A year after a 7.0 magnitude earthquake rocked the Republic of Haiti, engineering experts at Georgia Tech in the United States are confident that concrete and other debris in Port-au-Prince can be safely recycled into strong new construction material.
In a paper in The Bulletin of the American Ceramic Society, researchers Reginald DesRoches, Kimberly Kurtis and Joshua Gresham wrote that they had produced new concrete from recycled rubble and other indigenous raw materials using techniques which either met or exceeded the minimum strength standards used in the US.
Most of Port-au-Prince is still in ruins. As of July 2010, 98 per cent of the rubble was uncleared. Around 1.6 million people have been living in relief camps since the quake and almost no transitional housing 12 months on has been built.
The three researchers say that their work points to a successful, sustainable strategy for managing 18 million cubic metres of rubble.
?The piles of rubble cause impediments to reconstruction and are often contaminated,? explains Reginald DesRoches, professor and Associated Chair of Civil and Environmental Engineering at Georgia Tech. ?There are political and economic dilemmas as well, but we believe we can turn one of the dilemmas ? the rubble – into a solution via fairly simple methods of recycling the rubble and debris into new concrete.?
Professor DesRoches travelled several times to Port-au-Prince to gather samples of typical concrete rubble and two sand types used as fine aggregates in some concrete preparation. He and Joshua Gresham also studied the methods, tools and raw materials used by local labourers to make concrete mixes.
Reginald DesRoches recalls that there were no mixing trucks. ?The construction crews were manually batching small amounts of concrete and mixing volumes of materials ?by eye,? an unreliable practice that probably caused much of the poor construction and building failure during the earthquake.?
Before leaving Haiti, the pair manually cast a set of standard 76mm by 152mm concrete test blocks, using mixes from different construction sites. They returned to Georgia Tech with their cast blocks, sand samples and notes, where they were joined by Kimberly Kurtis, also a professor and chairman of the American Concrete Institute?s Materials Science of Concrete Committee.
They concluded that the concrete test samples cast in Haiti were of poor quality. ?The Haitian-made concrete had an average compressive strength of 0.5 tonnes per square millimetre,? Kimberly Kurtis explains. ?Concrete in the US requires a minimum strength of 1.3 tonnes per square millimetre.? The trio then manually crushed the samples with a hammer to provide coarse aggregate for a second round of tests. They made concrete samples from mixes that combined the coarse aggregate with one of the two types of sands they had collected. However, instead of ?eye-balling? the amounts of materials, they carefully measured volumes using methods prescribed by the American Concrete Institute. The materials were still mixed by hand to replicate Haiti conditions.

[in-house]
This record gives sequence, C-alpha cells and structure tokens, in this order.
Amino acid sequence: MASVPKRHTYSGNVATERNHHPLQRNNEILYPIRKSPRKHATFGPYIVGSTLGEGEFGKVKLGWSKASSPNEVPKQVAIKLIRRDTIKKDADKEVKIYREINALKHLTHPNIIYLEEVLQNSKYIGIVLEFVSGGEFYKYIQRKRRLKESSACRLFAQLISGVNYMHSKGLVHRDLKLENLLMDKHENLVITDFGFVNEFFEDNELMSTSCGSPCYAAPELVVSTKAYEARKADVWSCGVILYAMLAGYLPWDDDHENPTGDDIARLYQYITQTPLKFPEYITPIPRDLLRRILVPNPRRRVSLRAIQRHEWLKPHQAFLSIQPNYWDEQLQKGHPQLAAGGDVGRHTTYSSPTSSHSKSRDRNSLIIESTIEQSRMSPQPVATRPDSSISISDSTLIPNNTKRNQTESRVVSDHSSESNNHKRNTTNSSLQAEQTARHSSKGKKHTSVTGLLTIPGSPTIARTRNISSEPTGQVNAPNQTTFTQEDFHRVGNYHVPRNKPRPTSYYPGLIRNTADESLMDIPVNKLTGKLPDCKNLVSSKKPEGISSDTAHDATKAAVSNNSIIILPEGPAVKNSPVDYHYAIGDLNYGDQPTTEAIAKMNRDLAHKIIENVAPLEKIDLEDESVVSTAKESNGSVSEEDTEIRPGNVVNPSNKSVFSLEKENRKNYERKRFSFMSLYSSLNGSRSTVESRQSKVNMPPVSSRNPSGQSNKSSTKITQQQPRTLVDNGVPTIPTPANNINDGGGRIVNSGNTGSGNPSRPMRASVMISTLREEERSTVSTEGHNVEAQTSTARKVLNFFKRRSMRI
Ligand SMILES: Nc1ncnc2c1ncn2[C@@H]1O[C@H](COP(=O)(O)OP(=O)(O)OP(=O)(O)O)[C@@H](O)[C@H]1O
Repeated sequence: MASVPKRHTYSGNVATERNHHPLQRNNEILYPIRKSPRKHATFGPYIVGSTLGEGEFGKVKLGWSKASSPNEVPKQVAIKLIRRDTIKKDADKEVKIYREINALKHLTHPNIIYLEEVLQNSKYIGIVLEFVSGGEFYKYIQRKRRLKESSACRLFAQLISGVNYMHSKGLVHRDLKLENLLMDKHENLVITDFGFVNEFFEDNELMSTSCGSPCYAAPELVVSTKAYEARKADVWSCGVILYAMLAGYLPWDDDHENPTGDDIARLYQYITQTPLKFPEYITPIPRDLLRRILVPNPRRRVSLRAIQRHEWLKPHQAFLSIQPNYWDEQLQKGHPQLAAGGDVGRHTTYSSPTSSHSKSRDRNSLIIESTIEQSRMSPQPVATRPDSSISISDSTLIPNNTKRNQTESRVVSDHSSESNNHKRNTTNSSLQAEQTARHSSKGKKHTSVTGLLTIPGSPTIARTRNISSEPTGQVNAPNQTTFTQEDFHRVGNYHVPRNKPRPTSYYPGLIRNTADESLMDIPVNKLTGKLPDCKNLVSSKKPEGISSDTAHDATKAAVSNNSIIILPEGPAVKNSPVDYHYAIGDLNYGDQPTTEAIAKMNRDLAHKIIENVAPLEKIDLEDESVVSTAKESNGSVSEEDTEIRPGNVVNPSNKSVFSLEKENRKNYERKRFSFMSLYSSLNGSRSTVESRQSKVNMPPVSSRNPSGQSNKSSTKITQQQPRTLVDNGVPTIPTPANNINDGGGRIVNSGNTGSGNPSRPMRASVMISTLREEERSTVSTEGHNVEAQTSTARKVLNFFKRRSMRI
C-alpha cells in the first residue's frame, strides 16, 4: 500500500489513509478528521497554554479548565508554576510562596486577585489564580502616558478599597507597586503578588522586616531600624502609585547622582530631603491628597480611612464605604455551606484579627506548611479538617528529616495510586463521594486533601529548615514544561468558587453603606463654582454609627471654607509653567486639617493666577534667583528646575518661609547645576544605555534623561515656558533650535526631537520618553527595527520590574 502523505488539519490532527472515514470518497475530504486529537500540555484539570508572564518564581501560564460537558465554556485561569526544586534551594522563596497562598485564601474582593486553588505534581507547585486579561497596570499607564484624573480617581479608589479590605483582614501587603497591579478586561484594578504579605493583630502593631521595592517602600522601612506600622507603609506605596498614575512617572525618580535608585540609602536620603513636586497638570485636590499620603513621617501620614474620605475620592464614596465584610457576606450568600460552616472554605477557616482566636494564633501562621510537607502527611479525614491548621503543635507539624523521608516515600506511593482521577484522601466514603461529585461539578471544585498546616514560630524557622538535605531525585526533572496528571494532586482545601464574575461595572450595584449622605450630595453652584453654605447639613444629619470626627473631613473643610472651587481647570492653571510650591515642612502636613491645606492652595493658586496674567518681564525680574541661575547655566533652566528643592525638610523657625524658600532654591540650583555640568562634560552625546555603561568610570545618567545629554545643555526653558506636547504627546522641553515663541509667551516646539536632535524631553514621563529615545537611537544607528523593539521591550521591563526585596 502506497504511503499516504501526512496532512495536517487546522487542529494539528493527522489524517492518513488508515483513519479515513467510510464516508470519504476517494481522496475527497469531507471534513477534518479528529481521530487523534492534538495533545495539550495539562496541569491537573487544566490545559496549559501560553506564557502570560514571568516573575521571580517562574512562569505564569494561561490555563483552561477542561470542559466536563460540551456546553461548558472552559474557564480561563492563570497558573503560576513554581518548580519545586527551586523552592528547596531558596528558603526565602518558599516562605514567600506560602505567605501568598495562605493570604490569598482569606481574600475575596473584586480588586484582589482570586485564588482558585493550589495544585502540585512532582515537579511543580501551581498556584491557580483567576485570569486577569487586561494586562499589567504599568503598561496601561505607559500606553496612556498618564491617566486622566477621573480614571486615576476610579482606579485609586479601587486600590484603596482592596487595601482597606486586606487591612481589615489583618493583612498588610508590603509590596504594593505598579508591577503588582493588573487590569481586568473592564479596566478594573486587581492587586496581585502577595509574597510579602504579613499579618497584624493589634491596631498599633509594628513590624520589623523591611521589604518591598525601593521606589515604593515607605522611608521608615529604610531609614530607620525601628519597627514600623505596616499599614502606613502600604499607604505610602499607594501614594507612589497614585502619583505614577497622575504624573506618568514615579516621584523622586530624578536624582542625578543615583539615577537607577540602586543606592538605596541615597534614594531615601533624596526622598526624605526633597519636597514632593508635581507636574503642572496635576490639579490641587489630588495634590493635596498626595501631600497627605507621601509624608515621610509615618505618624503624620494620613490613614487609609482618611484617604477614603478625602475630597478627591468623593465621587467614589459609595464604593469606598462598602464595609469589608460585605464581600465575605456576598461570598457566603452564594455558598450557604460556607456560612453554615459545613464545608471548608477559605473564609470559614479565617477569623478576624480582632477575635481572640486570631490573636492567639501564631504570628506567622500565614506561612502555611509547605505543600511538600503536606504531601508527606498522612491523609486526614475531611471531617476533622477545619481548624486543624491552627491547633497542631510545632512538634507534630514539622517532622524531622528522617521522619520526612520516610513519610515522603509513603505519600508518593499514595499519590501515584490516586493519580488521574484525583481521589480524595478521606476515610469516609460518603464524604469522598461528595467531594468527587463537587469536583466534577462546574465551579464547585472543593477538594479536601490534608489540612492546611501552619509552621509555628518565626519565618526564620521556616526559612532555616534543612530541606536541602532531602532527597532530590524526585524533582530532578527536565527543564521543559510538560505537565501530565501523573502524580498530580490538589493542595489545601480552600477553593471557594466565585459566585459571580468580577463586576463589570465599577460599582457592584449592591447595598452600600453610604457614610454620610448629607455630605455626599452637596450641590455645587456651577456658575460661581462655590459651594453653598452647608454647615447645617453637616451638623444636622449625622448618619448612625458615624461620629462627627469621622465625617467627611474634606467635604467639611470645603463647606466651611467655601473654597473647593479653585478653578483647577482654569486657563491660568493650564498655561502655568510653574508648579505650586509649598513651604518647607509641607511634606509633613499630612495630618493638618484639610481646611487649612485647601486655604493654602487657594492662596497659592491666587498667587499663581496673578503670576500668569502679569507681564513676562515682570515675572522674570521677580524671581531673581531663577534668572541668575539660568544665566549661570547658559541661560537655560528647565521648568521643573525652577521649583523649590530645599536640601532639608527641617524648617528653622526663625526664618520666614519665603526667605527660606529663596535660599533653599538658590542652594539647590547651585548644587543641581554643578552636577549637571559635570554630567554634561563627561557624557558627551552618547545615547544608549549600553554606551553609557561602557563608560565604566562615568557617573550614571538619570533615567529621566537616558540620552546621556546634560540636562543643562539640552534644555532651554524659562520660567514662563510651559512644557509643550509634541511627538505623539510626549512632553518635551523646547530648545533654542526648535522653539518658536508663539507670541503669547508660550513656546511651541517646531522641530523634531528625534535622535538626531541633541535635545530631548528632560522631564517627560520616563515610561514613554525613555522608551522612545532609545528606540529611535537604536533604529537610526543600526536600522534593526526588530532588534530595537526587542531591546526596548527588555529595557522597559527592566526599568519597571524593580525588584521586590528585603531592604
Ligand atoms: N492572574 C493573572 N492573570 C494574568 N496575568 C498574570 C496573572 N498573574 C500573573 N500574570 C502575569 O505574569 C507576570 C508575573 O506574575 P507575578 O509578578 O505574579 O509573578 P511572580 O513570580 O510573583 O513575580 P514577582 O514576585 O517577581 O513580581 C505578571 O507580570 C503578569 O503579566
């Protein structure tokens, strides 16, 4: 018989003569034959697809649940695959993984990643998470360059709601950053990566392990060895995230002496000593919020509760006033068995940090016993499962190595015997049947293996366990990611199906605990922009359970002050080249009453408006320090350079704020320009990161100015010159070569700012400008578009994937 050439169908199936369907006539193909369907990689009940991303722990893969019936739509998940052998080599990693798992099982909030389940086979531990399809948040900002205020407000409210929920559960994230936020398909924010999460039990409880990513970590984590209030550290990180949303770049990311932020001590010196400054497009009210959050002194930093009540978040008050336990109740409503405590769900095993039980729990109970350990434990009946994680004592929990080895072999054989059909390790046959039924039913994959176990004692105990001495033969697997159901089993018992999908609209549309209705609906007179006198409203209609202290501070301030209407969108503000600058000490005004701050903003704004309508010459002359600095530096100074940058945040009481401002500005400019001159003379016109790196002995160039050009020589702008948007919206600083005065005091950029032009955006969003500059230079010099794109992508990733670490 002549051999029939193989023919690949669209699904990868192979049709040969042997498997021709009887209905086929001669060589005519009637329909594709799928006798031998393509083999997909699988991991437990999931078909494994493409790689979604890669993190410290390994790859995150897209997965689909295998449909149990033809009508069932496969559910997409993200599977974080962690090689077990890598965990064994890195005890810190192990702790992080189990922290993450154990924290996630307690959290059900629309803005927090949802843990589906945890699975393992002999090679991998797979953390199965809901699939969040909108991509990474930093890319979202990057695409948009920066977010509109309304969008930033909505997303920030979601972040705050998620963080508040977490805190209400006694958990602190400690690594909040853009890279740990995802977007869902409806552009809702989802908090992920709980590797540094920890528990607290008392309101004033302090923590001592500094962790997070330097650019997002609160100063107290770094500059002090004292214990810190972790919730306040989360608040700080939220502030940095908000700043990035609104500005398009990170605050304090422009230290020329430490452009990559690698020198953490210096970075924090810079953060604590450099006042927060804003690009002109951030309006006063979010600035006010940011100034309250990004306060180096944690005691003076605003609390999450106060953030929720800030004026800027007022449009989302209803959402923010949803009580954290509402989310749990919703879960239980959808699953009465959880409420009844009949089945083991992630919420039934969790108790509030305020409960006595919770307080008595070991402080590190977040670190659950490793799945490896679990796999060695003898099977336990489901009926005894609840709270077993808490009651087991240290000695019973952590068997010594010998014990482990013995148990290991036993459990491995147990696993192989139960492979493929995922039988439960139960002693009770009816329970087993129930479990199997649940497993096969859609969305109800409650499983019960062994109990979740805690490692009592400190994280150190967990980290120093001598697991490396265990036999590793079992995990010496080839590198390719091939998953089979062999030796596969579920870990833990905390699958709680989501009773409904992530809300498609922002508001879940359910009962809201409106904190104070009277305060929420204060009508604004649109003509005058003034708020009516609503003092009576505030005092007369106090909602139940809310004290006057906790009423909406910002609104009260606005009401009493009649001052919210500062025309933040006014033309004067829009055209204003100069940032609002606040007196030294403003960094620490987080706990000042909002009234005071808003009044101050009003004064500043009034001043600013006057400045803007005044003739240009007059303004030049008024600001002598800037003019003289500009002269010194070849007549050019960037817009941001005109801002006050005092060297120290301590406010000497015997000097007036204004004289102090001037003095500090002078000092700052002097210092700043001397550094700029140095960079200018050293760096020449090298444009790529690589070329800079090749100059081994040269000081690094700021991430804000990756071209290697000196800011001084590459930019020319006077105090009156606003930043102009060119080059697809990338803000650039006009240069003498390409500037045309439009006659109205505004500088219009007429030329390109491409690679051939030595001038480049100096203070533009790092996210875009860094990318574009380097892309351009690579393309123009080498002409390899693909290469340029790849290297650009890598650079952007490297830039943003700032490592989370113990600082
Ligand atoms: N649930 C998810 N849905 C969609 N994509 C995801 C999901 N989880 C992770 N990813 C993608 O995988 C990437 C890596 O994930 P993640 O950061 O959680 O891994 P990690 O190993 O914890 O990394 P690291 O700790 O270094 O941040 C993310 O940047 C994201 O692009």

Subsequent tests of samples made from each type of sand revealed that the compressive strength of both of the types of new test blocks, still composed of Haitian materials, dramatically increased to an average over 1.3 tonnes per square millimetre.
?Based upon these results, we believe that Haitian concrete debris can be used as recycled coarse aggregate in new construction,? says Kimberly Kurtis. ?It can work effectively, even if mixed by hand. The key is having a consistent mix of materials that can be measured. We are confident the results can be scaled up in a mix procedure where quantities can be measured using common, inexpensive construction equipment.?
Reginald DesRoches says recycling will solve two hurdles to reconstruction. ?First, the debris is impossible to move because there are few safe landfill sites near Port-au-Prince, and Haiti lacks the trucks and infrastructure to haul it away,? he says. ?It?s better to use it than move it. Second, finding fresh aggregate is more difficult than getting rid of the debris. It is costly to find, mine and truck in.?
Sources: Aggregate Research, sciencedaily.com